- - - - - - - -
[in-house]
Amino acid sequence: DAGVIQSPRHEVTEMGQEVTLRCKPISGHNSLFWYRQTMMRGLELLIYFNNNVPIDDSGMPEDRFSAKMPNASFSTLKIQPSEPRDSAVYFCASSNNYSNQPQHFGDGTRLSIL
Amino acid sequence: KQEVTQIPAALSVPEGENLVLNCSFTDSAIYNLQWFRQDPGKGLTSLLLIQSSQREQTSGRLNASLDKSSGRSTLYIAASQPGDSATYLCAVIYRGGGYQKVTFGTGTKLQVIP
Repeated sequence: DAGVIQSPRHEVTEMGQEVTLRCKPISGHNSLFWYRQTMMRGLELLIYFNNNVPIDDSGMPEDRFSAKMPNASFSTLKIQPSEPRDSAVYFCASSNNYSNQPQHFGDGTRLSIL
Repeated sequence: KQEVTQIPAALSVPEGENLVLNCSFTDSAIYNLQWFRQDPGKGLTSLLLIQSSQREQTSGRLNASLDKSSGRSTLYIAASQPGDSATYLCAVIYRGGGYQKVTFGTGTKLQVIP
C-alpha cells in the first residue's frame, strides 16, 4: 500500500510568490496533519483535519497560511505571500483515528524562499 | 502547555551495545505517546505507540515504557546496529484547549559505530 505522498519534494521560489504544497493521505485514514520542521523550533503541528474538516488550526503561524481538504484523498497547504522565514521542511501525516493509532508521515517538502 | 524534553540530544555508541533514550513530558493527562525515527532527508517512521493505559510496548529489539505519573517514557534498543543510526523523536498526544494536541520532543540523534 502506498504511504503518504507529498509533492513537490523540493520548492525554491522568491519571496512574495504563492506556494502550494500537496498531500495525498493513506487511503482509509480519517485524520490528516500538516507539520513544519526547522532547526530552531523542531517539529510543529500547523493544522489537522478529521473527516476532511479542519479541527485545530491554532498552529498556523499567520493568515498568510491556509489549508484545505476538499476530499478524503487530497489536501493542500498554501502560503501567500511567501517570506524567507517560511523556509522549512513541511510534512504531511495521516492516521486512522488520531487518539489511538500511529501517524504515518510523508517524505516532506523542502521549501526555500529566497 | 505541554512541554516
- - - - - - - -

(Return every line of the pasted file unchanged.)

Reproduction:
[in-house]
Amino acid sequence: DAGVIQSPRHEVTEMGQEVTLRCKPISGHNSLFWYRQTMMRGLELLIYFNNNVPIDDSGMPEDRFSAKMPNASFSTLKIQPSEPRDSAVYFCASSNNYSNQPQHFGDGTRLSIL
Amino acid sequence: KQEVTQIPAALSVPEGENLVLNCSFTDSAIYNLQWFRQDPGKGLTSLLLIQSSQREQTSGRLNASLDKSSGRSTLYIAASQPGDSATYLCAVIYRGGGYQKVTFGTGTKLQVIP
Repeated sequence: DAGVIQSPRHEVTEMGQEVTLRCKPISGHNSLFWYRQTMMRGLELLIYFNNNVPIDDSGMPEDRFSAKMPNASFSTLKIQPSEPRDSAVYFCASSNNYSNQPQHFGDGTRLSIL
Repeated sequence: KQEVTQIPAALSVPEGENLVLNCSFTDSAIYNLQWFRQDPGKGLTSLLLIQSSQREQTSGRLNASLDKSSGRSTLYIAASQPGDSATYLCAVIYRGGGYQKVTFGTGTKLQVIP
C-alpha cells in the first residue's frame, strides 16, 4: 500500500510568490496533519483535519497560511505571500483515528524562499 | 502547555551495545505517546505507540515504557546496529484547549559505530 505522498519534494521560489504544497493521505485514514520542521523550533503541528474538516488550526503561524481538504484523498497547504522565514521542511501525516493509532508521515517538502 | 524534553540530544555508541533514550513530558493527562525515527532527508517512521493505559510496548529489539505519573517514557534498543543510526523523536498526544494536541520532543540523534 502506498504511504503518504507529498509533492513537490523540493520548492525554491522568491519571496512574495504563492506556494502550494500537496498531500495525498493513506487511503482509509480519517485524520490528516500538516507539520513544519526547522532547526530552531523542531517539529510543529500547523493544522489537522478529521473527516476532511479542519479541527485545530491554532498552529498556523499567520493568515498568510491556509489549508484545505476538499476530499478524503487530497489536501493542500498554501502560503501567500511567501517570506524567507517560511523556509522549512513541511510534512504531511495521516492516521486512522488520531487518539489511538500511529501517524504515518510523508517524505516532506523542502521549501526555500529566497 | 505541554512541554516